What Heart Conditions Qualify for Disability?
Robert C. Fisher
Over 40% of the deaths in the United States are due to heart disease, much higher than any other health condition- including all forms of cancer combined.
In this article, we'll take a closer look at these health conditions to learn more about what causes them, signs/symptoms to look for, how to treat and prevent them, and which ones qualify for Social Security Disability benefits or SSDI.
Defining Heart Disease
The term heart disease is another word for cardiovascular disease. This is a group of medical conditions that affect the cardiovascular system, including the heart.
Coronary artery disease is the most common form of cardiovascular disease. In this cardiac condition, blockages in the blood vessels create the potential for various heart issues, including myocardial infarction, commonly known as a heart attack.
Cardiovascular diseases cover other disabling conditions, including heart defects, abnormal heartbeat, and infections.
There are several potential causes of heart disease, including:
Hardening of arteries due to plaque buildup
High blood pressure
Genetics, including congenital disabilities
What are the Symptoms of Heart Disease?
The signs and symptoms of heart disease often come on quickly, like cardiac arrest or heart attack. However, if detected early, these symptoms can be treated to avoid further damage and reduce your risk of heart failure.
The most common signs and symptoms of heart disease include:
Shortness of breath
Coldness in extremities due to blood flow issues
The most common treatments include:
Changes to diet
Surgery to treat defects or remove blockages
If left untreated, these conditions can be extremely disabling. If you or someone you know has a heart condition, you may qualify for disability insurance benefits.
8 Heart Conditions that Qualify for Disability
The Social Security Administration, or SSA, has a "Blue Book," which lists the medical conditions that qualify for SSDI. Section 4.00 is entirely made up of "cardiovascular ailments" eligible for disability benefits.
According to the SSA, a “cardiovascular ailment” is any disorder that prevents the heart or circulatory system from functioning properly.
The listing of impairments that qualify for SSI benefits includes:
1. Chronic Heart Failure
Chronic heart failure is characterized by the heart's inability to provide adequate blood flow to the body because it has weakened. The underlying cause of this weakening includes heart defects, faulty functioning of ventricles, high blood pressure, or heart attacks.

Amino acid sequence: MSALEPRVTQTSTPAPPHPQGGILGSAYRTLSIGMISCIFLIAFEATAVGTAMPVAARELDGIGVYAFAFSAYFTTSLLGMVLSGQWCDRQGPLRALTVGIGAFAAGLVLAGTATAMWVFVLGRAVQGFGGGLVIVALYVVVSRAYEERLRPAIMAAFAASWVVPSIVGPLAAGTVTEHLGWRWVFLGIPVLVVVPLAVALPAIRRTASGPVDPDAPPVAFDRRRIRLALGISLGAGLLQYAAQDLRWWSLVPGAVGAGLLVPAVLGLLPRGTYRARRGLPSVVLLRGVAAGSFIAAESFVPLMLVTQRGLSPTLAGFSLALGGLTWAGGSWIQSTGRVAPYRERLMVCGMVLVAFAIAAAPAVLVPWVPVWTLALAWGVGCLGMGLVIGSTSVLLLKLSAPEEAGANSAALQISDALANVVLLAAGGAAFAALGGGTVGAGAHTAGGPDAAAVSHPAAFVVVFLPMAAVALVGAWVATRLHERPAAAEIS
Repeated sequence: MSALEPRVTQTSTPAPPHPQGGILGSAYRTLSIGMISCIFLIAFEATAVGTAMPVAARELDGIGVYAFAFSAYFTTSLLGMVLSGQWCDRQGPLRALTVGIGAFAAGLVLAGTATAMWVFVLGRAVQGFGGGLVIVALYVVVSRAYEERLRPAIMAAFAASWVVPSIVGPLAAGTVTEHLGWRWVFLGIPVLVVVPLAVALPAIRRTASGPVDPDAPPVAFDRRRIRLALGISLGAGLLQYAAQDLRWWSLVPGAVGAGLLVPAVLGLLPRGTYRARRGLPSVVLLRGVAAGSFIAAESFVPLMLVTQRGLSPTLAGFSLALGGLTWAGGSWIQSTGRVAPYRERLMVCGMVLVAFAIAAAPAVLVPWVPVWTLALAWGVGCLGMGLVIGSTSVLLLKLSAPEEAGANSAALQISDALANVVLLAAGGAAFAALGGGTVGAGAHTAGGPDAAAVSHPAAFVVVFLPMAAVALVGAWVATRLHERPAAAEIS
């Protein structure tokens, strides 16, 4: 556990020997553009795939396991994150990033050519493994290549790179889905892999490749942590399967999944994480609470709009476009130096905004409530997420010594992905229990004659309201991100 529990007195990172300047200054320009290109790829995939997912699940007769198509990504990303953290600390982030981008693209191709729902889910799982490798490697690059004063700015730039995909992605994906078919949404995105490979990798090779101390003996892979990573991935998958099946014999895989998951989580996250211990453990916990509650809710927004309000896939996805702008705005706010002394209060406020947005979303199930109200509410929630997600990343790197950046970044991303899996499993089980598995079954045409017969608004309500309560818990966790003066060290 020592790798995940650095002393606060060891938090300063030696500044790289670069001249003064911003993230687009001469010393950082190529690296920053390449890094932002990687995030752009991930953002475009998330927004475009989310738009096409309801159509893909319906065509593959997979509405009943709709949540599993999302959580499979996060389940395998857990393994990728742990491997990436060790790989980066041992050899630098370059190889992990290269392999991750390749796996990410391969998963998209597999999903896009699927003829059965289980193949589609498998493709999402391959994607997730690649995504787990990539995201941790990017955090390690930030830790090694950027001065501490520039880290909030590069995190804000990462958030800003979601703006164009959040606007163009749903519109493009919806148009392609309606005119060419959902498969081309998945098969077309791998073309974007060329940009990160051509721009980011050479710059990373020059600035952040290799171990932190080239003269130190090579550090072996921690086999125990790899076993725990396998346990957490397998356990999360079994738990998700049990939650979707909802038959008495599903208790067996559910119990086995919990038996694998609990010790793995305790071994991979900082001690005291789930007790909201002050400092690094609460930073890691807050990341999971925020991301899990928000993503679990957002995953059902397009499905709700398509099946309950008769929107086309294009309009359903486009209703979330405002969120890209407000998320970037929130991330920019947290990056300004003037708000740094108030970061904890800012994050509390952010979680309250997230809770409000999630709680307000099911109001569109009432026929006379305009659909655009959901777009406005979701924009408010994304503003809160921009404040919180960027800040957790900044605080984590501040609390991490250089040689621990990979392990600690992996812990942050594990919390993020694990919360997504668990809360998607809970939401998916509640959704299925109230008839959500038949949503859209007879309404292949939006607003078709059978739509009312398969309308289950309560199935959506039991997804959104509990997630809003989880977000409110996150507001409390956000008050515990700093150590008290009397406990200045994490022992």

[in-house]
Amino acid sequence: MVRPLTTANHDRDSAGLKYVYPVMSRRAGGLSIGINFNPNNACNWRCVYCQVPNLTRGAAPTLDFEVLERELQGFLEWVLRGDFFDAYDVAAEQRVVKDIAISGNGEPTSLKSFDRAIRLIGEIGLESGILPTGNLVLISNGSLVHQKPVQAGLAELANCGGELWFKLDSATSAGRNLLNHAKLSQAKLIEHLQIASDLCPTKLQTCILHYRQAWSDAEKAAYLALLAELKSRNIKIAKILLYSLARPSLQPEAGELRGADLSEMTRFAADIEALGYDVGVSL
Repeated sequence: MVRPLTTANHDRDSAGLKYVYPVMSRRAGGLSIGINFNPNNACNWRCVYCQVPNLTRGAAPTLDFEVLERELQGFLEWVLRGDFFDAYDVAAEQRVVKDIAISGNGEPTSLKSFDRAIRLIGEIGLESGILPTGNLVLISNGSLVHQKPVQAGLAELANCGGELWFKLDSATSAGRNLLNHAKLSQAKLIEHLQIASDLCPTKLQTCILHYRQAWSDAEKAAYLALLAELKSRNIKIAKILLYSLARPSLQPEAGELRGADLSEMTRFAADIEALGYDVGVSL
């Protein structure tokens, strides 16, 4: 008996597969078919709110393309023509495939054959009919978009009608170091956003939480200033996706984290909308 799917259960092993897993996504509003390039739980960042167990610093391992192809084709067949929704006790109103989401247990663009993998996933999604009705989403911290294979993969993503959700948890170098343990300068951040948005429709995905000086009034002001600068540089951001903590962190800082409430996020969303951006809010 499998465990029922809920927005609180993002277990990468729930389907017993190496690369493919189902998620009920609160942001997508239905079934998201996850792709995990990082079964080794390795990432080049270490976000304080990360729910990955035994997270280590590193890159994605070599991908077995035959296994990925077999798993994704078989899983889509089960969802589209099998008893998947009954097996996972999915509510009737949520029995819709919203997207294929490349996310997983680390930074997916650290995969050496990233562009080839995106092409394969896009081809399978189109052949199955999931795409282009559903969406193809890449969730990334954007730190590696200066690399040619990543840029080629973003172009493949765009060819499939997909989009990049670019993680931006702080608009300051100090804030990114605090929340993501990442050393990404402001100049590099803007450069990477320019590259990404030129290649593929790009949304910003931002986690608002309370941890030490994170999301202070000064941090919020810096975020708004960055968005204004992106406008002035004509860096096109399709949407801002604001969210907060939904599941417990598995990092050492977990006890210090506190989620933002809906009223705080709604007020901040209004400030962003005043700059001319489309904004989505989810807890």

In many cases, this leads to significant fluid retention, or edema, which is why this condition is also often referred to as congestive heart failure. Chronic Heart Failure is listed under Section 4.02 of the Blue Book.
According to the SSA, heart failure is when the heart cannot provide enough oxygenated blood to the rest of the body.
If you have been diagnosed with heart failure and cannot work for 12+ months, your application will be matched with the chronic heart failure listing. If the SSA determines that your heart failure is severe, you will qualify for disability.
There are two kinds of heart failure that qualify for disability benefits:
Predominant Diastolic Dysfunction
Predominant Diastolic Dysfunction is a heart condition characterized by stiffening of the heart, primarily due to aging.
Research indicates that over 50% of adults over 70 have this condition. Some other common causes include kidney dysfunction, uncontrolled diabetes, high blood pressure, genetic disorders, and some cancers.
Predominant Systolic Dysfunction
Predominant Systolic Dysfunction is a heart condition resulting from dilated cardiomyopathy, myocardial infarction, and myocarditis.
Typically, it affects either the left ventricle or the right ventricle, and left ventricle failure also often results in right ventricle failure.
2. Ischemic Heart Disease
Ischemic heart disease often referred to as cardiac ischemia, is a condition in which the heart muscle isn’t getting sufficient blood flow.
This is typically due to coronary heart disease.
3. Symptomatic Congenital Heart Disease
Symptomatic congenital heart disease is a condition characterized by malfunctions in the heart due to congenital disabilities.